4.  X-Men Apocalypse (May 27): There are plenty of reasons to look forward to the next installment in the X-Men film franchise. When Fox made the prudent decision to erase the reviled X-3 (and possibly the two Wolverine solo films) from continuity with 2014’s Days of Future Past, they made a lot of fans-both of the X-Men comics and movies-very, very happy. After Wolverine’s time hopping in DoFP, many of the original X-Men are back, and we get to see them during their formative teenage years during the 80’s, aka the Decade of Absurd Excess. Storytelling wise, it was a time in the character’s lives when most fans fell in love with them (the ultimate teenage outsiders fighting off one world threatening menace after another) and in real world time, the 80’s were when the X-Men exploded in popularity and became Marvel’s comic cash cow juggernaut. My anticipation for this is also equaled by my curiosity-how do they plan on weaving in that curious Wolverine cameo they’ve been teasing us with? Freed from the cumbersome storytelling baggage of the previous X-Men movies, the special effects in Age of Apocalypse look amazing, you just know Jennifer Lawrence is going to kill it in what could be her final turn as Mystique (whose run the gamut between reluctant hero to villainous sidekick and back to reluctant hero again, with a stop as a world saver in between) and Michael Fassbender’s portrayal of Magneto, skating the tragic line between salvation and villainy, is always worth the price of admission. And Olivia Munn’s Psylocke looks like she could be this movie’s Black Panther or Wonder Woman, a breakout character that steals every scene she’s in.CVvJUtwWoAAO2Z5.jpg-large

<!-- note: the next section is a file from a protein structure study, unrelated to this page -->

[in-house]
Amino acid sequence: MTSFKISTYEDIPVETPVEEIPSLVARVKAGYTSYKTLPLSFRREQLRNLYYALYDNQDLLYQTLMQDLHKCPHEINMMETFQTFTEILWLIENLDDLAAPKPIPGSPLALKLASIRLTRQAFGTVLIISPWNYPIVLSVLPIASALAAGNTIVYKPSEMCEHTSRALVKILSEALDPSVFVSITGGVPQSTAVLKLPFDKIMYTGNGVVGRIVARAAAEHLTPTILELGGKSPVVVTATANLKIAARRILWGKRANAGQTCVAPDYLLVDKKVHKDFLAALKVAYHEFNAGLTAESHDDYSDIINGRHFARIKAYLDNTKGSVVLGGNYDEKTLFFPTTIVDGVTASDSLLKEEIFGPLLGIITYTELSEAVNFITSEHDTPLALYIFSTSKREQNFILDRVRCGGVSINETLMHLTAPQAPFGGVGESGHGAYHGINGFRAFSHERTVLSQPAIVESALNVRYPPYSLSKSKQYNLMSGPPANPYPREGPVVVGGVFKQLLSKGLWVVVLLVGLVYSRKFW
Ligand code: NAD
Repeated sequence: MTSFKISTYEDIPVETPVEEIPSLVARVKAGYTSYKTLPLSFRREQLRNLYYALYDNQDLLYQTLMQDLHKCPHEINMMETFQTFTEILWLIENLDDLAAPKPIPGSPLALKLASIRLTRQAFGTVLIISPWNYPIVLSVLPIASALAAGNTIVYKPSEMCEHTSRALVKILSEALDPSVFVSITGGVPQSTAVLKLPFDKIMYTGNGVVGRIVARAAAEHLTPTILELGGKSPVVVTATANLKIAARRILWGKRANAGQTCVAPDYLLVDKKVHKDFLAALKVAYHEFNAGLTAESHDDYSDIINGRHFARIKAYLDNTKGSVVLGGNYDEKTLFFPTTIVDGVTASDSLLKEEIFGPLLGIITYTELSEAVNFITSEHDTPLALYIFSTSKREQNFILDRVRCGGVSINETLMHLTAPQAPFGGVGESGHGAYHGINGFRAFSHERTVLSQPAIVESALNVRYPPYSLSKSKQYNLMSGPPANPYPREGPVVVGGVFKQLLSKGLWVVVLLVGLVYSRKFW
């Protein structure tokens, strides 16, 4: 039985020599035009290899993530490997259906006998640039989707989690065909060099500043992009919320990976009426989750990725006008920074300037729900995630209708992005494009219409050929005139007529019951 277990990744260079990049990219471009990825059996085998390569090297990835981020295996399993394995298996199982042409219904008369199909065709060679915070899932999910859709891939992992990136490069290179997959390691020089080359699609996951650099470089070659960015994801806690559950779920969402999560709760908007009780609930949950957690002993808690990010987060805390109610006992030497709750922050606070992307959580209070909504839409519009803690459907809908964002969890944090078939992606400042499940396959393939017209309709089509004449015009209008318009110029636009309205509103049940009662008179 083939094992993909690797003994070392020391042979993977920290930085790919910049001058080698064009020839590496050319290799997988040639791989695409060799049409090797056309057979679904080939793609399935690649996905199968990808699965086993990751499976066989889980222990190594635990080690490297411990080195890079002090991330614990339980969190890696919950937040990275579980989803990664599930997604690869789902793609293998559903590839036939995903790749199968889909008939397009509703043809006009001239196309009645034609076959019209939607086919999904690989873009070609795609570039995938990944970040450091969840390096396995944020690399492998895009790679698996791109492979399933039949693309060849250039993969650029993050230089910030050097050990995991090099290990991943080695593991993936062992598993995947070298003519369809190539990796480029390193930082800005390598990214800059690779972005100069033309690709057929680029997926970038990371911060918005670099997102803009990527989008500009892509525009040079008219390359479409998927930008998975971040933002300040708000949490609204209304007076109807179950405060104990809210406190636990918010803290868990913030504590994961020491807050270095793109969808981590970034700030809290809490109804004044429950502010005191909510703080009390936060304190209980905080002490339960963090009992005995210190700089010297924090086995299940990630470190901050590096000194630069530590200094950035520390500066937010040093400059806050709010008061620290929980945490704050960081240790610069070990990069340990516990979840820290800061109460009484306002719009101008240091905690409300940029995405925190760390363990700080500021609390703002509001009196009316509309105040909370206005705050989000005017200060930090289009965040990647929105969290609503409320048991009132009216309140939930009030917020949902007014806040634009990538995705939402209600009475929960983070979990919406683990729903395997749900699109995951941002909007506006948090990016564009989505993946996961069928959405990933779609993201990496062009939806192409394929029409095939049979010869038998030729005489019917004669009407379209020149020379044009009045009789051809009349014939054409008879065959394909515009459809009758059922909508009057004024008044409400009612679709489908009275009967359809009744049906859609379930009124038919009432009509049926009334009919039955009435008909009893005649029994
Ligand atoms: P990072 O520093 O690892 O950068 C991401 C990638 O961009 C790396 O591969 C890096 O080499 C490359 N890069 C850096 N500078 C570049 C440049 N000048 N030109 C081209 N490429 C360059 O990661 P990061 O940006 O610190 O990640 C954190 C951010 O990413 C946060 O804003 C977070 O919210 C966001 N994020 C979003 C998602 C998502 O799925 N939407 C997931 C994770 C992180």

1. Star Trek Beyond (July 22): Hey, did you know that this year is the 50th anniversary of the Star Trek franchise? Did you know there’s a new movie coming out this summer to celebrate it? No? Don’t sweat it, because few people outside outside of Trek’s hardcore fan base or TV aficionados seem to. Up until last weekend, Paramount barely promoted it, dropping a handful of stills and a single trailer before this month’s fan event. You’d think that a summer tent pole release during Trek’s big 5-0 would have the studio bringing out and then breaking all the proverbial stops, but Paramount’s campaign has been the exact opposite so far. I love Star Trek. I don’t speak Klingon or own a classic Trek uniform but I’ve always enjoyed the various versions of Gene Roddenberry’s classic science fiction vision. But there are plenty of red flags about this movie already-Simon Pegg, who co-wrote it in addition to playing everyone’s favourite Scottish starship engineer, reportedly quit a number of times and had to be talked into returning by J.J. Abrahams (who remains with the franchise as a producer). Combine a possibly disgruntled Pegg with persistent rumours that the budget was slashed just before filming began and a head scratching lack of promotion and it could all add up to disaster for one of Hollywood’s greatest entertainment properties. I really hope I’m wrong, or at the very least my affection for Trek can blind me to any warts, no matter how big. Besides, Idris Elba as the big bad? That promises to make everything better.